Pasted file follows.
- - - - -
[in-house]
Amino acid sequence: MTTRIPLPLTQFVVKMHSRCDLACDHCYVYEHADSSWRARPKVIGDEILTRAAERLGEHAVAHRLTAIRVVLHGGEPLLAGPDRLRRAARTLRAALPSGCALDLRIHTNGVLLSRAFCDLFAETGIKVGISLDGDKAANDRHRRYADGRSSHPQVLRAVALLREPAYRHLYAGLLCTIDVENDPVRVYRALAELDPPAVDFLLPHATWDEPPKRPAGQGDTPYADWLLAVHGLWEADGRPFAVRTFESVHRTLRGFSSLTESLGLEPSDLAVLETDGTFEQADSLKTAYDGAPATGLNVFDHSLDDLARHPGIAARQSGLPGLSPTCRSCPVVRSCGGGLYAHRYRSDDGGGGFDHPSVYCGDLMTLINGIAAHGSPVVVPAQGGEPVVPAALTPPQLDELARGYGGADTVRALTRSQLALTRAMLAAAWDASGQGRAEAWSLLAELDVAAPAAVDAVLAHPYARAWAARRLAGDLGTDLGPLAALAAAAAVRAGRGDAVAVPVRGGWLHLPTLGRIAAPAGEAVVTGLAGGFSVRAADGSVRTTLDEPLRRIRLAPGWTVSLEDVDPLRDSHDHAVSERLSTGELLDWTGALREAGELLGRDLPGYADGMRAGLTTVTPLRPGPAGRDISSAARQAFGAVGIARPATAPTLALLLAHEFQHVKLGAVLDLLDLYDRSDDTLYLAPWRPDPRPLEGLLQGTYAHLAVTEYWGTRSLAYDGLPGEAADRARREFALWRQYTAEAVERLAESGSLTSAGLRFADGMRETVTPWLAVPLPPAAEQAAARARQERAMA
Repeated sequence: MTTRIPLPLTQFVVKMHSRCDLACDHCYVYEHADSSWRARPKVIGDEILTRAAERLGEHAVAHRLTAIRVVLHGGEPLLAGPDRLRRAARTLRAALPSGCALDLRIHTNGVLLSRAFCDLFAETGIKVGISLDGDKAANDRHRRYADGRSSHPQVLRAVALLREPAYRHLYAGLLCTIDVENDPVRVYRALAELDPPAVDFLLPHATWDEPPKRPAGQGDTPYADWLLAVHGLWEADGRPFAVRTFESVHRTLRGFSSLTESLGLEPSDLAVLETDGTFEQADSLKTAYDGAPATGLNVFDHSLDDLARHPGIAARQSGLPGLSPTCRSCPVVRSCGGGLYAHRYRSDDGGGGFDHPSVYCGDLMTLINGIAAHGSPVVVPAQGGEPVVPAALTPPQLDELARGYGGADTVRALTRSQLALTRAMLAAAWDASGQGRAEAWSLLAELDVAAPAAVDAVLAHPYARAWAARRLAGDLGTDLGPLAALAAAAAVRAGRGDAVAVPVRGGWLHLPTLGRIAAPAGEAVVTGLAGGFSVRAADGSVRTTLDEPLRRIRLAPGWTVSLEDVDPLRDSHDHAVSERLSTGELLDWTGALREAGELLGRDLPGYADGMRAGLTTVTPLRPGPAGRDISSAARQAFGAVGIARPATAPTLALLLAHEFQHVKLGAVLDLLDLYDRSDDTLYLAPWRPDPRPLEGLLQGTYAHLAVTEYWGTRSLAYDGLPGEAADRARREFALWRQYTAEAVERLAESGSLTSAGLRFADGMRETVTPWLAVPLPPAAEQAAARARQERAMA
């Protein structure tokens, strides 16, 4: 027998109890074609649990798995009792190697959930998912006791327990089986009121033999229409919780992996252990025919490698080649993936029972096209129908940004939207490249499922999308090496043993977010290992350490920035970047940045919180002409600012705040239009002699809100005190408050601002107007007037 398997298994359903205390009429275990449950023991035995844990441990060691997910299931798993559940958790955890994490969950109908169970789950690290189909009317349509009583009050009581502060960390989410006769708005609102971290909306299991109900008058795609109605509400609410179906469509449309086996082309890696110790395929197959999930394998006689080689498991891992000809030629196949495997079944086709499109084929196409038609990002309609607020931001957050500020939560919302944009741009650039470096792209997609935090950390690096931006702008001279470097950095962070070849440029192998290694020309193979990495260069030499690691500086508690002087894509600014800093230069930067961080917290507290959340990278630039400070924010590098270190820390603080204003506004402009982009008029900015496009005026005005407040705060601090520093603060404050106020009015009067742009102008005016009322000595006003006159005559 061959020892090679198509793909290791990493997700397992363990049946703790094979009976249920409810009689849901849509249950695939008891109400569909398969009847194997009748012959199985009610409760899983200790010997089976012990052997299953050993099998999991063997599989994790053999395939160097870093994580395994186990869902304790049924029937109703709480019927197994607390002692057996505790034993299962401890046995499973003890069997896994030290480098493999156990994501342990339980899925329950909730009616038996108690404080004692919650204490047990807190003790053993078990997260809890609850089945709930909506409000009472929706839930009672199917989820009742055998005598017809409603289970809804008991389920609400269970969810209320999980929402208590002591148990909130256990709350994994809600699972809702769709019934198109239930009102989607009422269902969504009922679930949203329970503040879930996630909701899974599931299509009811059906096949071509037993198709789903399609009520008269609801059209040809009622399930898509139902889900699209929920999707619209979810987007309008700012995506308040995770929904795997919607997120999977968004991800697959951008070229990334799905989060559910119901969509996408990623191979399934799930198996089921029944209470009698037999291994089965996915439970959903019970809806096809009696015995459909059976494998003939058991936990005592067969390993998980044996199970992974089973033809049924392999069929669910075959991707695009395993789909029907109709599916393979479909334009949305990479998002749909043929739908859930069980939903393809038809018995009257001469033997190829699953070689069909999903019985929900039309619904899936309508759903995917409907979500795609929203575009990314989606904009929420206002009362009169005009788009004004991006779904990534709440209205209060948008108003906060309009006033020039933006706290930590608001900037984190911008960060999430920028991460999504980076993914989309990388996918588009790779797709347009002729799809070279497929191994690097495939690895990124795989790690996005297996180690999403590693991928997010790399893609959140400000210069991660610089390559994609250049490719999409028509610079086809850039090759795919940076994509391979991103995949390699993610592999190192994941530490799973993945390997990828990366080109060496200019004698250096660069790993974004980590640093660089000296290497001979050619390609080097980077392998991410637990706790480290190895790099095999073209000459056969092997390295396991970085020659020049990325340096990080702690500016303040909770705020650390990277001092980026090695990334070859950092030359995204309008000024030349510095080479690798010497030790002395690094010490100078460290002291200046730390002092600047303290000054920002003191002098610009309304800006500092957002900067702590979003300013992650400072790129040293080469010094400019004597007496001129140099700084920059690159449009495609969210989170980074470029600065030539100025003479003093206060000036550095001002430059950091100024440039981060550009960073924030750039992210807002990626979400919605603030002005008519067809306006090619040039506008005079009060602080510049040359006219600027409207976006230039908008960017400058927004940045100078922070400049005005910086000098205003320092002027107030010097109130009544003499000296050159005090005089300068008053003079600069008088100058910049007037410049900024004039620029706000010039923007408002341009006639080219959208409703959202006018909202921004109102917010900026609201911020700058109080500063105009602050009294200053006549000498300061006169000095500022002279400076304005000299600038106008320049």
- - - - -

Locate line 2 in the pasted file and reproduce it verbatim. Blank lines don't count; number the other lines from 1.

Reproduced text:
Amino acid sequence: MTTRIPLPLTQFVVKMHSRCDLACDHCYVYEHADSSWRARPKVIGDEILTRAAERLGEHAVAHRLTAIRVVLHGGEPLLAGPDRLRRAARTLRAALPSGCALDLRIHTNGVLLSRAFCDLFAETGIKVGISLDGDKAANDRHRRYADGRSSHPQVLRAVALLREPAYRHLYAGLLCTIDVENDPVRVYRALAELDPPAVDFLLPHATWDEPPKRPAGQGDTPYADWLLAVHGLWEADGRPFAVRTFESVHRTLRGFSSLTESLGLEPSDLAVLETDGTFEQADSLKTAYDGAPATGLNVFDHSLDDLARHPGIAARQSGLPGLSPTCRSCPVVRSCGGGLYAHRYRSDDGGGGFDHPSVYCGDLMTLINGIAAHGSPVVVPAQGGEPVVPAALTPPQLDELARGYGGADTVRALTRSQLALTRAMLAAAWDASGQGRAEAWSLLAELDVAAPAAVDAVLAHPYARAWAARRLAGDLGTDLGPLAALAAAAAVRAGRGDAVAVPVRGGWLHLPTLGRIAAPAGEAVVTGLAGGFSVRAADGSVRTTLDEPLRRIRLAPGWTVSLEDVDPLRDSHDHAVSERLSTGELLDWTGALREAGELLGRDLPGYADGMRAGLTTVTPLRPGPAGRDISSAARQAFGAVGIARPATAPTLALLLAHEFQHVKLGAVLDLLDLYDRSDDTLYLAPWRPDPRPLEGLLQGTYAHLAVTEYWGTRSLAYDGLPGEAADRARREFALWRQYTAEAVERLAESGSLTSAGLRFADGMRETVTPWLAVPLPPAAEQAAARARQERAMA